What is it about the cloying darkness that always manages to grab our attention?
Over the last couple of years, the dark, angsty, gritty tone of film has managed to comprise its own unique esoteric genre. Particularly, this year’s new brand of film (and literature and music, for that matter).
Each tends to follow the consummate hero on his or her anti-heroic journey, not to self-discovery, but self-retrieval. It doesn’t matter who they are or who they will be. These iconic figures often resemble more of a silhouette than a self-actualized character. They’re rough around the edges, underdeveloped in their detail but boundless in their depth. They are not the people next door, or anyone you would ever care to know, as much as you may want to from the other side of the silver screen.
Like the old-fashioned Superman-like protagonist of traditional dramas, these people are damaged, broken, and while they may seek to help others or remember who they used to be, they are forever lost. Essentially darker, nightmarish versions of Peter Pan, they will never grow up, lost in their own Neverlands.
Each film explores a different form of grit and darkness to an extended degree. Nicolas Winding Refn’s Drive uses extreme violence, Sean Durkin uses cult behavior in Martha Marcy May Marlene, David Fincher uses sex in The Girl with the Dragon Tattoo and Lynn Ramsay uses family in We Need To Talk About Kevin.
In purveying pain and distended forms of pleasure within those growing pains, each film has gathered incredible critical love. And it’s these films that seem to be increasingly gathering that admiration all in their own little pool.
While the more moralistic and ethical film fare may always be a forefront for Academy love, for example, Crash, The King’s Speech, or this past year’s The Help, it’s films that are not afraid to explore the darkness that are starting to make a heavier impact.
Pedro Almodovar’s The Skin I Live In explores an incredible pathos through perversion and abuse. Steve McQueen’s Shame explores every dark and lingering corner of sexual addiction, from which the camera does not stray; we see every pained and regretful orgasm flit across Michael Fassbender’s face. The nudity was not gratuitous, rather telling, a detail in all the gathered sadness surrounding the horrifying picture like a cloud.
This visceral exploration of what is real and human is dynamic and long overdue.
Fincher’s own start to a beloved trilogy was surprisingly jarring. Taking from author Stieg Larsson’s acclaimed series, which itself was far grittier than Fincher’s own adaptation, the director managed to convey an unable to look away from picture. But matters of abuse, rape and sexual deviance are not situations the majority of audiences prefer to be exposed to. Films like The Help or The King’s Speech are the ones which often gather far more international acclaim from wider audiences, because they are much easier to love. They are heartwarming, moral and the endings are happy. Happy endings will always be far more accessible than pain and its sorted pleasures (which may not necessarily be something to complain about).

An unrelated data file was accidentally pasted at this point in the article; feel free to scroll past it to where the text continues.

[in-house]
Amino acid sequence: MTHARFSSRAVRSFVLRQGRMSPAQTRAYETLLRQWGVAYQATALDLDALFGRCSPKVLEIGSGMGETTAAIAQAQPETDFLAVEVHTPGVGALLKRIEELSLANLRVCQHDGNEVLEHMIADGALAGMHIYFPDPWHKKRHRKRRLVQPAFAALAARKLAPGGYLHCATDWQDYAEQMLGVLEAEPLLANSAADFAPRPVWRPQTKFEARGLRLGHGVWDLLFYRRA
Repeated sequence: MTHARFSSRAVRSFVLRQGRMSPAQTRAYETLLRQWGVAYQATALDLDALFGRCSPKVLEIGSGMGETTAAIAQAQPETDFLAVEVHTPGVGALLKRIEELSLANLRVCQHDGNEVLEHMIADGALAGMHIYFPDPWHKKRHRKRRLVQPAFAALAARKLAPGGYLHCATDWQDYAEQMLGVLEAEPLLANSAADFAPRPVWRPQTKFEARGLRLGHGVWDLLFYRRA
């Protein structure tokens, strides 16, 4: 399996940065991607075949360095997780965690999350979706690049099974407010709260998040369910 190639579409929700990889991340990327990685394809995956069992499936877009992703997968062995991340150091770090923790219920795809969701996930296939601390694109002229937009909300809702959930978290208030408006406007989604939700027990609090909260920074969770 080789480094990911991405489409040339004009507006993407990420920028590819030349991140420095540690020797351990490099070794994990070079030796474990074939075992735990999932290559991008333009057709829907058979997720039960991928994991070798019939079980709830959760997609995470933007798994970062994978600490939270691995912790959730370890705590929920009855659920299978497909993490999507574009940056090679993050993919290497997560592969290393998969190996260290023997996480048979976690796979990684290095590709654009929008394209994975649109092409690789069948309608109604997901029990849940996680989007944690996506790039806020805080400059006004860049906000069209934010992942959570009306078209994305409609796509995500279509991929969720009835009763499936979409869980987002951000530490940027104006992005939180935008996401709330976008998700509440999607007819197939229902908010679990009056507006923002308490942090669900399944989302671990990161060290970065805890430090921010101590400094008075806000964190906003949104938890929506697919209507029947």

And that is why films like Shame are often permanently relegated to independent feature status. Production companies don’t want to risk millions of dollars on films they know will not fill theatres. But with more directors, writers and actors who choose to explore, more audiences will become comfortable with these elements. Watching a film which elaborates on a much more twisted character’s life and nuances can be a unique experience, and within that character’s darkness is a hand reaching out to the viewer. These films make us uncomfortable. They’re not the kind of films we can just pop in on a Friday night; they’re an acquired taste. We feel discomfort, because that cinematic darkness that dares us to watch touches a part of ourselves that we don’t normally visit. And what happens if we like it?
Nudity is a thing of the past, and yet it still remains the greatest fear in cinema. Violence, on the other hand, is easy—it’s glamorous, and when it’s a spectacle, it’s fun. But when venturing outside of action thrillers and mind-bending psychological dramas, it can be far more chilling and unreal—and yet, very real within unflinching portrayals. The sight of Ryan Gosling repeatedly kicking and crushing a man’s skull in an elevator as blood spurts onto his face and he doesn’t blink away is true terror. Watching Rooney Mara’s Lisbeth Salander struggle while being sexually violated in a dark room by an authority figure is horror.
Sex and violence are the ultimate marriage in film. They are real, but cinema over the years has allowed us to forget this, and instead expected us to absorb ourselves inside surface level depictions, which are for more comforting than they are terrorizing.
But with the countless provocative features we saw in 2011—and the impressive upcoming 2012 slate—choosing to pull back that curtain and hold an unflinching lens up against the far more real and dangerous scope of abuse, the deeper and darker cinema has yet to go is exhilarating. How much more real can it get?